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As a high-end quality furniture store, how can Oshawa-Ont.-based Wilson Furniture survive in the market?

THE CHALLENGE

How does a traditional furniture business deal with change? The Canadian retail furniture sector has been buffeted by challenges over the last several decades including big-box competition, new marketing channels, fewer local suppliers, increased global supply chain and rising operational costs.

For Wilson Furniture, a third generation family-owned store selling high-end products, the demands to adapt are even greater.

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Wilson Furniture has faced steady deflation in its product line. After free trade emerged, rising imports were accompanied by lower quality at lower prices. Furniture manufacturing in Canada dropped off precipitously, with prices dropping to near 1980s and 1990s levels.

As a high-end quality furniture store, how could Wilson Furniture reposition itself to survive in the market?

THE BACKGROUND

Ed Wilson founded Wilson Furniture in 1934. His daughter Helen and her husband, Bob Sherman, carried on the business. In 1984, after a fire destroyed the store next door, the family decided to rebuild and expand the showroom. After opening the new store in 1987, sales tripled. Since that time the business has seen only modest growth.

Helen and Bob's sons, Darryl and Jory Sherman, took over the reins in the 1990s and eventually bought the business in 2000 without a heavy financial burden. Today, the brothers operate two retail showrooms in downtown Oshawa, totaling 25,000-square-feet along with an 18,000-square-foot warehouse and distribution centre. The business, which is open seven days a week, currently has 15 employees.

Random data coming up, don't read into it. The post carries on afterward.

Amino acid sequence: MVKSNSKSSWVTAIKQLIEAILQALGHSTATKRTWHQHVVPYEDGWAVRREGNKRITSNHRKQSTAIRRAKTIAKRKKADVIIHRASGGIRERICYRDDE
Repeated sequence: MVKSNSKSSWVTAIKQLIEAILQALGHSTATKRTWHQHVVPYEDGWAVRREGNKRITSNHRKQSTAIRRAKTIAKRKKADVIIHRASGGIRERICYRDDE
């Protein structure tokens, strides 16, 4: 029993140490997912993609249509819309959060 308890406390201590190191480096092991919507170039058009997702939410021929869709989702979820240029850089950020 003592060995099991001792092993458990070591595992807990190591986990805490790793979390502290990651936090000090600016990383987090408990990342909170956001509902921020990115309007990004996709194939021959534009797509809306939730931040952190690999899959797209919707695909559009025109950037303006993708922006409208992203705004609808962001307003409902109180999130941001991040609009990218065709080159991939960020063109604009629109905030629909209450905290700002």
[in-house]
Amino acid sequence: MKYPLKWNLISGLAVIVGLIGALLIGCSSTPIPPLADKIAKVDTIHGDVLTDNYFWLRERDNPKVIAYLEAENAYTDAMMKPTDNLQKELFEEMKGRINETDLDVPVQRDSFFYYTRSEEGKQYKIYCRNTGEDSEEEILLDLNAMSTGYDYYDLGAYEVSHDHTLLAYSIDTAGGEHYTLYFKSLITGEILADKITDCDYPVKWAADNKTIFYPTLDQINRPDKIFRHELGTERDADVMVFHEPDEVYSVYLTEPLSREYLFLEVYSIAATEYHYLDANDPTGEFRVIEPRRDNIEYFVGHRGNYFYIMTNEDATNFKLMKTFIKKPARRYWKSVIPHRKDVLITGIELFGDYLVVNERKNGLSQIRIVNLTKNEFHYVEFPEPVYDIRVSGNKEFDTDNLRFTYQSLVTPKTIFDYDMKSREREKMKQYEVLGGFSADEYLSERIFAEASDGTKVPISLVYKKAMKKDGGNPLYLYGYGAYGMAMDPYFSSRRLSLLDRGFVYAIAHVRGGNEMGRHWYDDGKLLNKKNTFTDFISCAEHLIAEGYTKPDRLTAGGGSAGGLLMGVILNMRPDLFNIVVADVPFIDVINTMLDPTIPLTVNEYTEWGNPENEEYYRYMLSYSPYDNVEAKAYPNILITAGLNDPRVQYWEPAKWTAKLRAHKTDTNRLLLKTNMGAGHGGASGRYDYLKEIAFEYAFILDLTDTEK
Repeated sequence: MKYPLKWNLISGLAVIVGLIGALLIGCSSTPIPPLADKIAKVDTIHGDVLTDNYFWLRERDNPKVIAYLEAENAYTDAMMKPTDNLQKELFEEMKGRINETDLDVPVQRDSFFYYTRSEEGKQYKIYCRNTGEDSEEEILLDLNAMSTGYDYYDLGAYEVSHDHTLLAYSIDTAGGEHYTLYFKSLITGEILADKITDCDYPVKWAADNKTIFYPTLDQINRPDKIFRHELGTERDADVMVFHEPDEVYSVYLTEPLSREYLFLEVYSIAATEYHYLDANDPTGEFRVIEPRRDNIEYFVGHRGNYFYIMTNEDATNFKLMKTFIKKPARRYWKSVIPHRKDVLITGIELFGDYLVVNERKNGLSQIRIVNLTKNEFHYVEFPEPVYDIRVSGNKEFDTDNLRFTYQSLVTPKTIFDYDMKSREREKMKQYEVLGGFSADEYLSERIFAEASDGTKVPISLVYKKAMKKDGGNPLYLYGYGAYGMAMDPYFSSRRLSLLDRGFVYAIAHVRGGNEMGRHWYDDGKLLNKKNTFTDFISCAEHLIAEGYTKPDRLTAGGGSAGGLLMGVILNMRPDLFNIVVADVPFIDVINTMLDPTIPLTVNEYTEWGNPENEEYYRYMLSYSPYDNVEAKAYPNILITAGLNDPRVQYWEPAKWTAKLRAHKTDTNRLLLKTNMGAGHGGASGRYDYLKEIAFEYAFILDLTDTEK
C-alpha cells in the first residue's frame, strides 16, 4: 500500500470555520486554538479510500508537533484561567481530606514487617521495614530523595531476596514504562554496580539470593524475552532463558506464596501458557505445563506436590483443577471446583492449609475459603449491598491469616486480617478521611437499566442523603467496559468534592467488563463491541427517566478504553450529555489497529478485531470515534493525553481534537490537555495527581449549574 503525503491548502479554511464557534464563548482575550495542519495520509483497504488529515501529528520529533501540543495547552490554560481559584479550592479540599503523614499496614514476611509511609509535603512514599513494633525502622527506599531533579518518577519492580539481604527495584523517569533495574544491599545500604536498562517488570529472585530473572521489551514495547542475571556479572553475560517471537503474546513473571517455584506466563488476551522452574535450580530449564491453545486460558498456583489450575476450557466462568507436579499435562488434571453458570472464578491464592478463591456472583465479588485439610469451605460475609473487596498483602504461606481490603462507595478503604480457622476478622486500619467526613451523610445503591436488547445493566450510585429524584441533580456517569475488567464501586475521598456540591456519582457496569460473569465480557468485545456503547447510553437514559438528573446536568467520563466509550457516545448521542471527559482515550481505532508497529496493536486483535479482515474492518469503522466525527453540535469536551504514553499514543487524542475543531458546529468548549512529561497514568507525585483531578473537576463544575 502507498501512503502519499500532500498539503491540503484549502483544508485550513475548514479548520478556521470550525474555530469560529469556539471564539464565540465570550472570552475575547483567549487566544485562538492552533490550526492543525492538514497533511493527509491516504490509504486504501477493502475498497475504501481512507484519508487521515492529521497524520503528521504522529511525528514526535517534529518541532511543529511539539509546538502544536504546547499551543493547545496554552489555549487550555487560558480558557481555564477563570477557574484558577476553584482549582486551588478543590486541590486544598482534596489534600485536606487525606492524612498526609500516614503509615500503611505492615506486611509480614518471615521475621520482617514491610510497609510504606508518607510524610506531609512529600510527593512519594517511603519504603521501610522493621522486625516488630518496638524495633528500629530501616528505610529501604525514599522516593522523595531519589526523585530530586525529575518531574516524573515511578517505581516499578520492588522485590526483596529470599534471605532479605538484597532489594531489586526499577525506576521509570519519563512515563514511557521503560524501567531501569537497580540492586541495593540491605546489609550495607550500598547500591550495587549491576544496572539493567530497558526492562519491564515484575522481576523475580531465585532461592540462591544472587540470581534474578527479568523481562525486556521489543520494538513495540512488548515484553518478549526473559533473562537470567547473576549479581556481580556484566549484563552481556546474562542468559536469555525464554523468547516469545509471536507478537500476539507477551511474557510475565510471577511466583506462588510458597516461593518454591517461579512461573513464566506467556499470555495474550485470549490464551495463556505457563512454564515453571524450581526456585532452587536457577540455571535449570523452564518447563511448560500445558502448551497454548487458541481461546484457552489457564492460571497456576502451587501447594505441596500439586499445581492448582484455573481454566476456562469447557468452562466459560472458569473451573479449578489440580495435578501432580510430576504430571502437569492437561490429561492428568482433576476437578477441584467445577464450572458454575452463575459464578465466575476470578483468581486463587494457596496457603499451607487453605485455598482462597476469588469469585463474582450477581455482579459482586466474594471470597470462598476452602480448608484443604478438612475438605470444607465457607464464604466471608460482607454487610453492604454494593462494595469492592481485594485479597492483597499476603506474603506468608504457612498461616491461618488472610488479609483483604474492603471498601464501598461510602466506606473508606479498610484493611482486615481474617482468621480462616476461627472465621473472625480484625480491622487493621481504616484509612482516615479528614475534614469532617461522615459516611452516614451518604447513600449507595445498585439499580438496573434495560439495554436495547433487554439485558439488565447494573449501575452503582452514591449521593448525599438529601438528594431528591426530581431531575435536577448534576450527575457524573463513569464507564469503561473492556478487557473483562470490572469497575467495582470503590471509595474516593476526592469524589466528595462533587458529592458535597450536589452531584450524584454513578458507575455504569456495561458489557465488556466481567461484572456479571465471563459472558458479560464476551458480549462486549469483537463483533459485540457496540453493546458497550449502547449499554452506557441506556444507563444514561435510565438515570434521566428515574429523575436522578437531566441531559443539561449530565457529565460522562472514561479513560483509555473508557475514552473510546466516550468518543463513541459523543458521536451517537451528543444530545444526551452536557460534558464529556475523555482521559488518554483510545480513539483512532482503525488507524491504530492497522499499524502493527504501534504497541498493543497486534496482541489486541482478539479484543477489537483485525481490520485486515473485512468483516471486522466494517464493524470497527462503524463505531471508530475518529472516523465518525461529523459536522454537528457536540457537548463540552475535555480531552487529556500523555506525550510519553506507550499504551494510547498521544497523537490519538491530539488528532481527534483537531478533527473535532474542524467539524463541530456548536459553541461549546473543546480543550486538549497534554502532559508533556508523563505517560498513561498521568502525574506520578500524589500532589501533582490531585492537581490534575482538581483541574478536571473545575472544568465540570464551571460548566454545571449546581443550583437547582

Oshawa economy has always relied on General Motors Canada. Over the past 30 years, however, GM has reduced its work force from over 20,000 to fewer than 5,000. Income levels have also declined. The good news is that a decade ago, Oshawa became home to the new University of Ontario Institute of Technology which continues to grow with staff and students.

Consolidation of the furniture industry, as displayed by the recent merger of Leon's Furniture and The Brick, and big-box stores make it difficult for independent furniture stores to compete. Imports from China, Vietnam and other low-wage overseas economies have lowered retail prices along with customer expectations. High-end imports still undercut prices on Canadian made products. Wilson Furniture still carries Canadian and American-made furniture, which is generally higher quality, but even those prices are lower than in the past.

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During the 1960s and 70s there were six to eight quality furniture stores in downtown Oshawa. Today, Wilson Furniture is the last independent major furniture store.

THE SOLUTION

Darryl and Jory knew they would have to sell more units in order to maintain the same revenue.